Between my initial test ammunition, the Armscor fodder suffered more than the PPU ammunition, but none did well. This was the most common malfunction, followed by out-right failures to extract. (Photo: Terril Herbert)

With the magazine loaded, I pushed it into the magazine well and slapped it hard to seat it on the closed bolt. I racked the bolt smartly and let it fly forward with a satisfying metallic clink. With the sights set at the lowest setting, 100 yards, I stood up, took aim, and proceeded to blast away. Then the problems started.

The wooden handguard in front of the action effectively constricts my line of sight and the wood is cropped up far too high on the left side, which makes the already low sight picture even harder to read. The front post was effectively half buried in wood. Even so, I pressed on and fired the first shot. It popped with authority, but without much recoil at all. I pulled the trigger again—nothing. I looked up and saw the gun had ejected the first round and tried to feed the second but the first case was stuck lengthwise between the bolt and the chamber. I plucked the case and continued.


The front sight is great and very hard to knock, but it is simply too hard to see. (Photo: Terril Herbert)

As I shot, I noticed the recoil didn’t come to the shoulder, but to the cheek after multiple rounds. That wire stock was not great in World War II and it isn’t great now. On the seventh round, an empty case jammed in the same way. I decided to switch to my reserve Armscor ammunition, but that only made the problem worse.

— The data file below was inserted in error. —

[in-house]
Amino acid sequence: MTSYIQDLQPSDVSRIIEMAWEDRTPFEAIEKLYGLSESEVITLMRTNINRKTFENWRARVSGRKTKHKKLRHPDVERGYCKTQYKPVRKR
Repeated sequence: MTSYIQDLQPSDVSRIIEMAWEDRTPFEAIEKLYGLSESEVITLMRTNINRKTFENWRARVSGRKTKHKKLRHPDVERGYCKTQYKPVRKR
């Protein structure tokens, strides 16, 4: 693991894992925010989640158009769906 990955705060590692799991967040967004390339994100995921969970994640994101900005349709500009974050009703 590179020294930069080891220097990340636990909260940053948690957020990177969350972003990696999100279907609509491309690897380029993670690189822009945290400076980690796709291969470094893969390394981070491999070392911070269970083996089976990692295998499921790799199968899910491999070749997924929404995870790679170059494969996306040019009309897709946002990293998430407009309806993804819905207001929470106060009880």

In the first magazine of Armscor, three cases refused to extract causing the next round to feed into the empty case — double feeds. I had to work the magazine release hard to pull the magazine out and clear the jam. The malfunctions continued as I cleared the box of Armscor ammo. A total of 12 of 50 shots resulted in malfunction. I was left with half a box of my PPU ammunition, which seemed less problematic, to do my accuracy testing.

I was sure that the malfunctions could eventually be fixed, but it would be nice to sit down, calm down, and fire some groups.

When I went to the bench, I found that the range increment reader at the back of the rear sight — held in place by a small set screw — had fallen off. The rear sight had also magically moved to the 300-yard setting. After a bit of research, I found that this late war sight was criticized for being too easy to move out of position by inadvertently bumping it. But already in the first volley, I was missing pieces off the rifle.


Almost immediately you can see a piece missing. And that peep is cranked over very far to the right. (Photo: Terril Herbert)

At 50 yards, the sights were well off to the low and right. Though the rear sight is too adjustable, I adjusted the height of the rear to 250 yards to raise the point of aim and I crunched the knurled right dial to drift the sight to the left. I walked my shots close to the actual aiming point after 15 shots — and two more stovepipe jams — using the PPU ammunition. Each five-shot group, at the point of aim or not, resulted in a 6-inch cluster. That isn’t the 1- or 2-inch group at 100 yards often quoted.